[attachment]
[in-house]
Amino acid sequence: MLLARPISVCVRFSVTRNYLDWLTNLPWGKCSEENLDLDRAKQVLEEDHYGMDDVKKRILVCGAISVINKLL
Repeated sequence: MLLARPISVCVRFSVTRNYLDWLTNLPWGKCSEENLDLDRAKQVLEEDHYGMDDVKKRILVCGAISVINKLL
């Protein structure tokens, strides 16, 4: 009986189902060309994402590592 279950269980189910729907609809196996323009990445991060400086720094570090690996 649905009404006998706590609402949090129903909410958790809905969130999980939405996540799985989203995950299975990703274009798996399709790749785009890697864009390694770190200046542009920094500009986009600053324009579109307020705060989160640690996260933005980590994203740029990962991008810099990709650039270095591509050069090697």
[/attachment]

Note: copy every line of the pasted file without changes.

[in-house]
Amino acid sequence: MLLARPISVCVRFSVTRNYLDWLTNLPWGKCSEENLDLDRAKQVLEEDHYGMDDVKKRILVCGAISVINKLL
Repeated sequence: MLLARPISVCVRFSVTRNYLDWLTNLPWGKCSEENLDLDRAKQVLEEDHYGMDDVKKRILVCGAISVINKLL
């Protein structure tokens, strides 16, 4: 009986189902060309994402590592 279950269980189910729907609809196996323009990445991060400086720094570090690996 649905009404006998706590609402949090129903909410958790809905969130999980939405996540799985989203995950299975990703274009798996399709790749785009890697864009390694770190200046542009920094500009986009600053324009579109307020705060989160640690996260933005980590994203740029990962991008810099990709650039270095591509050069090697």